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UN World Water Day Dedicated to Water and Jobs

Apr 4th, 2016 |

The events of the World Water Day this year were overshadowed by terrible terrorist attacks in Brussels on the 22nd of March. The EWP Team and Board Members who were in Brussels on the day came through the attacks safe. Our thoughts and sympathy go to the families of the victims on this very sad occasion.

On World Water Day on Water and Jobs UN agencies took the opportunity to highlight water stress as a limiting factor for economic growth and human health. From water collection to its ultimate return to the natural environment, water is an essential element of jobs both directly related to its management (supply, infrastructure, wastewater treatment, etc.) or indirectly in sectors that are heavily water-dependent such as agriculture, fishing, power, industry and health.

The UN World Water Development Report 2016 (WWDR 2016), launched on the Day, the report estimates that since three out of every four jobs worldwide are water-dependent, water shortages and limited access may stunt economic growth in the years to come.  In its analysis of the economic impact of access to water, the report cites numerous studies that show a positive correlation between investments in the water sector and economic growth. Coincidentally, many companies took World Water Day to announce their commitment and new investments towards new water management initiatives.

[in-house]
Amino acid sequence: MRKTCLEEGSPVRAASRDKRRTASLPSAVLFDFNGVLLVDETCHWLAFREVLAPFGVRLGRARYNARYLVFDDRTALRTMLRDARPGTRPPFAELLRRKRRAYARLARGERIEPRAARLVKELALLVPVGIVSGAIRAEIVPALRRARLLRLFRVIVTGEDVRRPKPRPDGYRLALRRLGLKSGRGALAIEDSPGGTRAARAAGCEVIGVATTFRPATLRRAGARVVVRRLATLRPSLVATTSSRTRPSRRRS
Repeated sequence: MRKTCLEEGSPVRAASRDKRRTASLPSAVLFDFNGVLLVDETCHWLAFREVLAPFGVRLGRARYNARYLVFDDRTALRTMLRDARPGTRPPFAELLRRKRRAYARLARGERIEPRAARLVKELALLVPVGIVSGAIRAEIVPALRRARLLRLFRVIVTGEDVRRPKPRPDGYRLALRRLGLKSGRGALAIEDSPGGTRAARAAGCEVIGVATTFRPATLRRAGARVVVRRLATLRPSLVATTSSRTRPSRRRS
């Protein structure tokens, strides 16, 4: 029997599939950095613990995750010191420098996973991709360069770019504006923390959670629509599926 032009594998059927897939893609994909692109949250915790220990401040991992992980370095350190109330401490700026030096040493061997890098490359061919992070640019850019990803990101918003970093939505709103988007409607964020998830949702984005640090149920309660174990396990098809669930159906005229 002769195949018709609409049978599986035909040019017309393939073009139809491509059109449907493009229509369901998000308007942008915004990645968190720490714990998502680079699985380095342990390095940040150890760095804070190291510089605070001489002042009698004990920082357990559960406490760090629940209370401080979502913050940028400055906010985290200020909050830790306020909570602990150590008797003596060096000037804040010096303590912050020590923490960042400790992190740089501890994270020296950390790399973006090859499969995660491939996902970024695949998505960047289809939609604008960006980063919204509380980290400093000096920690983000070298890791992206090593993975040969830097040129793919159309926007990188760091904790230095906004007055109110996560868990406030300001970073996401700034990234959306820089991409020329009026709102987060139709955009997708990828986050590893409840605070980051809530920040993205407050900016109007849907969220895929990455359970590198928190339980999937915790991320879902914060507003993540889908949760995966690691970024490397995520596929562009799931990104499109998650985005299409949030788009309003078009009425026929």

The need to decouple water use from economic growth through holistic water management plans that take into account the entire water cycle was also highlighted in the International Resource Panel (IRP) report, which predicts severe water stress by the year 2030, unless current patterns of water use change dramatically. The consortium of scientists, governments and other groups hosted by UNEP argue that demand will exceed supply by 40% in 2030.

The publication ‘Policy Options for Decoupling Economic Growth from Water Use and Water Pollution’ proposes a range of solutions, from economic incentives to curb water demand, increasing efficiency of water use, reducing water waste and assessing “virtual water,” the water used to manufacture goods that are traded internationally. The report states Australia as an example, noting that from 2001 to 2008, although water consumption declined by 40%, the economy grew by more than 30%.





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